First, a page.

KINAWLEY PARISH CHURCH, Co. Fermanagh.

On Friday afternoon, 4th July, 1924, a service was held in the Kinawley Parish Church for the purpose of dedicating and unveiling a war memorial tablet, and of dedicating a memorial pulpit. The large church was thronged with worshippers some considerable time before the appointed hour of service. The Royal Ulster special A Constabulary stationed in the parish under Major Fillery, and B Constabulary under Sub-District Commandant Patterson, attended in strength.

The service was said by the Rev. F. W. Grant, rector, and the Special Lessons read by Rev. Canon King and the Rev. B. F. Good. The selected Psalms, 23 and 124, was sympathetically chanted by the choir. During the singing of hymn 175 the churchwardens (Major Fillery and Mr. Geo Vaughan), the clergy and the Bishop proceeded to the memorial pulpit, which the Bishop dedicated. Then the procession reformed and, headed by Major H. H. Cavendish-Butler, proceeded to the memorial tablet.

Major Butler unveiled the tablet by removing the Union Jack, which covered it, and spoke feelingly of the men from the parish who had made the supreme sacrifice. The Bishop then dedicated the tablet and a bugler, standing in the church gallery, sounded ‘The Last Post.’

The Bishop was the special preacher, and selecting as his text St. John 12-24, spoke of the life and service of the late Rector and of the young men whose names were on the Roll of Honour-expressing his hope that through the instrumentality of the League of Nations the world might for the future be spared such horrors as the late war.

Part of the 178th hymn which followed the sermon was taken as a solo by Mr. H. M’Kane, and on its conclusion the bugler sounded ‘The Reveille.’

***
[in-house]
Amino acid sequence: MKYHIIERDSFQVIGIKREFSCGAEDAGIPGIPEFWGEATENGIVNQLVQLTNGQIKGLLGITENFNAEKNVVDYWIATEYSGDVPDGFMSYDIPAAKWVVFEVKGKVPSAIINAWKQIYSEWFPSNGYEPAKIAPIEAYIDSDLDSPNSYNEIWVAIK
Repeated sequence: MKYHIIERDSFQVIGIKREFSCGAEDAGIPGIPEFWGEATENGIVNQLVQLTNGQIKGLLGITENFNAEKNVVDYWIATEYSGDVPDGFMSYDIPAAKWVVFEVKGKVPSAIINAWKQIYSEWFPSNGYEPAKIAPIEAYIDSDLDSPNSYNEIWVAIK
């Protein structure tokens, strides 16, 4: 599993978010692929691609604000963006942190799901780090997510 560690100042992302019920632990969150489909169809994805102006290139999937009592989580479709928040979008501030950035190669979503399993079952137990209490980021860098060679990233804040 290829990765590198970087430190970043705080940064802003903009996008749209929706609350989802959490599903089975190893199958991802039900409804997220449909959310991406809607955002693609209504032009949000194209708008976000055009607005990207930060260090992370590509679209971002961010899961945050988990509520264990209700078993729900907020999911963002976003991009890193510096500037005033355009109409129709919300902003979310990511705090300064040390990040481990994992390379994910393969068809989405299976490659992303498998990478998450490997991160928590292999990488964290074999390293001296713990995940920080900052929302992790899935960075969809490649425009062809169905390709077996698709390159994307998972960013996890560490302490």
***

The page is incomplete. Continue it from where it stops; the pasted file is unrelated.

After the Benediction the National Anthem was sung, and a very solemn and beautiful service ended with the recessional hymn 402, ‘Ten thousand times ten thousand.’

Mr. Grant officiated at the organ and the following clergy were present in addition to those already mentioned- Rev. Messrs. J. W. Camier, B.D.; J. H. Jackson, B.D.; W. I. Stewart, E. L. Keane F. B. Worrall, and J. W. Wright (curate).

The new culprit is very beautifully carved, with curve steps and handrail.

It’s inscription reads: –

To the Glory of God and in beloved memory of the Rev. John McKnight, Rector of this Parish for 15 years, died 14th April, 1920. Erected by his Widow and the Parishioners.

The wording on the War Memorial Tablet is:

To the Glory of God and in honoured and grateful memory of the men from this Parish who gave their lives in the Great War: –

Henry Wm. Viscount Crichton, M.V.O., D.S.O., Lt. Col. Royal Horse Guards.

John Massy Beresford, Trooper, Royal Horse Guards.

James Annesley, M.D. Captain, Royal Army Medical Corps.

William Bennett, Trooper, Royal Horse Guards.

Victor R. G. Cousins, Private, Royal Inniskilling Fusiliers.

Robert Crawford, Private, Royal Inniskilling Fusiliers.

Henry Crawford, Private, Royal Inniskilling Fusiliers.

John T. Dunn, Private, Irish Guards.

William Finlay, Corporal, Liverpool Scottish.

Joseph Henry Graham, Private, Royal Inniskilling Fusiliers.

Frederick C. McMullen, Private, Royal Inniskilling Fusiliers

William McMullen, Private, Irish Guards.

Jack Thompson, Private, Royal Dublin Fusiliers.

William Woods, Lance-Corporal, Royal Inniskilling Fusiliers

Herbert P. S. Bullock, O.B.E. Capt., 89 Punjabis Indian Army.

Robert Crawford, Private, Canadian Expeditionary Force.

John Lunny, Private, Canadian Expeditionary Force.

George Browne, Private, New Zealand Contingent.

John J. Breen, Private, U.S.A., A.M.C.

Samuel Corbett, Private, U.S.A. Expeditionary Force.

‘Death is swallowed up in Victory.’

THE IMPARTIAL REPORTER AND FARMERS’ JOURNAL, July 10, 1924.

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